Back to Blog
In the last several months I have been experimenting with the "quatrain" - a poetic form that goes back to Rumi (and before). More specifically, I have been writing poems using the Shairi or Rustavelian quatrain.
For those that may need a review of the quatrain form, it is a stanza in a poem that has exactly four lines. Some quatrains comprise entire poems (Rumi), while others are part of a larger structure. Quatrains usually use some form of rhyme scheme, especially the following forms: AAAA, AABB, ABAB, and ABBA. Lines in a quatrain can be any length and with any meter, but there is usually a regular rhythm to the lines as well.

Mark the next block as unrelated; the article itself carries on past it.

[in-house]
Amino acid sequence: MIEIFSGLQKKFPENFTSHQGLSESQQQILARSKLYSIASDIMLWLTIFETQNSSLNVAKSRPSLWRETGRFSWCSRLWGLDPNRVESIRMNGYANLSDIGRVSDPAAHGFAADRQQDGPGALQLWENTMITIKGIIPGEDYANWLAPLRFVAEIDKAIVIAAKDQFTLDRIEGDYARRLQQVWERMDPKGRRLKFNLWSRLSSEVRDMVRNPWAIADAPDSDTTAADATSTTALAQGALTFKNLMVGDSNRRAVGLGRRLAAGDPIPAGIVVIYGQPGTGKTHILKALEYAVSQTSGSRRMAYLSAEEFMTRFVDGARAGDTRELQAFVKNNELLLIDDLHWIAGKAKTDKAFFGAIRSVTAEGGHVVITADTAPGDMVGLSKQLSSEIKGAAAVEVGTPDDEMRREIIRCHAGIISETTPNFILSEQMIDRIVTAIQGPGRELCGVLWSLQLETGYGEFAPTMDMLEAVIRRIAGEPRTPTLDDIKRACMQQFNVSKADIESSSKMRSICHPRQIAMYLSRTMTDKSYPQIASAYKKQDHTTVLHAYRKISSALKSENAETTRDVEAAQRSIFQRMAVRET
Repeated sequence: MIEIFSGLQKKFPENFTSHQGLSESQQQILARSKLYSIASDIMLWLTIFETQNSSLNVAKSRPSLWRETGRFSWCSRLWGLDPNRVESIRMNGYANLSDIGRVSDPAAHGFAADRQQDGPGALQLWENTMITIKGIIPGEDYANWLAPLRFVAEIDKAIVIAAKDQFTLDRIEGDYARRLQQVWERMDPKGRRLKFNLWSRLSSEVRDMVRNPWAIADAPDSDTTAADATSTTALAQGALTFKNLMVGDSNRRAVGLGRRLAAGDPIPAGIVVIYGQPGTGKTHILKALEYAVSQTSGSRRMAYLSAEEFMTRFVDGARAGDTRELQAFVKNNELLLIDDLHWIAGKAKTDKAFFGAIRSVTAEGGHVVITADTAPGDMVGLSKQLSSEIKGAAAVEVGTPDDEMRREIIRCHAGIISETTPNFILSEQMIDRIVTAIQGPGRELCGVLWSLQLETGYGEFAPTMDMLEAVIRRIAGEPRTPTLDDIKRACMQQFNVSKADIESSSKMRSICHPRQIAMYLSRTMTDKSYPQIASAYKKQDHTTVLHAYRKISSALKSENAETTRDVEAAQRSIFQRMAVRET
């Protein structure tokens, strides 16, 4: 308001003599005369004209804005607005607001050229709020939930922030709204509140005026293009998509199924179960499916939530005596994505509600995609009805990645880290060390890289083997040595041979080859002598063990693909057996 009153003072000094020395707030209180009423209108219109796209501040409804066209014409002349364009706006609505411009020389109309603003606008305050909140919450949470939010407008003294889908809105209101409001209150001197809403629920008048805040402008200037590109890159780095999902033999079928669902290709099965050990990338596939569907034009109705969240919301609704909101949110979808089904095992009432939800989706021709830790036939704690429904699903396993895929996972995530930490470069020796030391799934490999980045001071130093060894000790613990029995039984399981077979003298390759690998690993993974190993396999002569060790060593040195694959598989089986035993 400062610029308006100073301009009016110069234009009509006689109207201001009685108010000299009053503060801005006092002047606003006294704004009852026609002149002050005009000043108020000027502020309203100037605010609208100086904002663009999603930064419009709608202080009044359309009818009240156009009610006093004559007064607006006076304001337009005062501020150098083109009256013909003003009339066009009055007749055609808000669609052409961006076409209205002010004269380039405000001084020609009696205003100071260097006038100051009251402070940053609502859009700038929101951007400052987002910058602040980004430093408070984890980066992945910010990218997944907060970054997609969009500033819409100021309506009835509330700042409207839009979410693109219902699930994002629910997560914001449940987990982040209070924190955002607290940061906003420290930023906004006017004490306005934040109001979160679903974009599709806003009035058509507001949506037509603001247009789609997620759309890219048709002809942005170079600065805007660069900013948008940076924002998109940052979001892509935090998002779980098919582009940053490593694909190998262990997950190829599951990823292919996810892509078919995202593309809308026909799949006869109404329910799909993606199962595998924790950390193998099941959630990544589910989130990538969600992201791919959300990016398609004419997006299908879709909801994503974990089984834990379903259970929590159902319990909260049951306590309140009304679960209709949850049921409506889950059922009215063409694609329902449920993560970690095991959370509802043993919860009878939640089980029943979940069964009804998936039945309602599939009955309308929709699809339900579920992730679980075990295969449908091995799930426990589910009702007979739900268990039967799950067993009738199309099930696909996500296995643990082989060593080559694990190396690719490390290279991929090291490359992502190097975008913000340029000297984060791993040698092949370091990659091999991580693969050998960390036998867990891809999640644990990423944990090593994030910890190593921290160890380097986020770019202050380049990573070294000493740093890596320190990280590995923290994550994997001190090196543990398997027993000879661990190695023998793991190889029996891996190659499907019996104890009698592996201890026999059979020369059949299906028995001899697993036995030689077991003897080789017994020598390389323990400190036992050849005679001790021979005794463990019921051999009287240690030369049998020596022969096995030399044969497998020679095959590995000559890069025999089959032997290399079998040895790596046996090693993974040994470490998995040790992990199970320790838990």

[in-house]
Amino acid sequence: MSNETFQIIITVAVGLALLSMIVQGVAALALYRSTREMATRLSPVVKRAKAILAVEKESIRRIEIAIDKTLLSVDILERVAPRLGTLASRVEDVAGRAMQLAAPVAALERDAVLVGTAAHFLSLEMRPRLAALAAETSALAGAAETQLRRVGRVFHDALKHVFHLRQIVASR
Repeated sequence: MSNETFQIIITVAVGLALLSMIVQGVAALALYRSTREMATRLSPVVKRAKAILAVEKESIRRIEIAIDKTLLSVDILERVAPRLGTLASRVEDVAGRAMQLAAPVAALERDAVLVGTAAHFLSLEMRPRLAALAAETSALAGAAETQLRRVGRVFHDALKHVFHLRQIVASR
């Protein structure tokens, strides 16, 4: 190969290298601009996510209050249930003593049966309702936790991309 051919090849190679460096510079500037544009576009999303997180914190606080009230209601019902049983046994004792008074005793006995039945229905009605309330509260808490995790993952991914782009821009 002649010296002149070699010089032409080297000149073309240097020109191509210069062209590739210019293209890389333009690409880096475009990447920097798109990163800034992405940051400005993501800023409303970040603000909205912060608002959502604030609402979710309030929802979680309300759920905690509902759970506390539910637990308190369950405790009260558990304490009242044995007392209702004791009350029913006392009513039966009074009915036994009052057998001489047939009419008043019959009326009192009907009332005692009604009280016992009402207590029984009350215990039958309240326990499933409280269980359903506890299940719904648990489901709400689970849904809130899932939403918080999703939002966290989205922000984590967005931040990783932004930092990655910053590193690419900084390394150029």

Now more specifically, a Shairi or Rustavelian quatrain has a rhyme scheme of AAAA, also known as monorhymed. It comes from the country of Georgia, and has four lines of sixteen syllables each. The name Rustavelian comes from the Georgian poet Shota Rustavelli. In the 12th century he published his greatest work, The Knight in the Panther Skin. The best translation is by Lyn Coffin. This book of quatrains is listed as one of the great master works of world literature. Rustavelli is often called the Georgian Shakespeare. This work tells the story of medieval romance of chivalry.
When I think my own quatrains are complete and polish for public reading I will publish them, but not before. I will not put a time limit on the publication of my quatrains.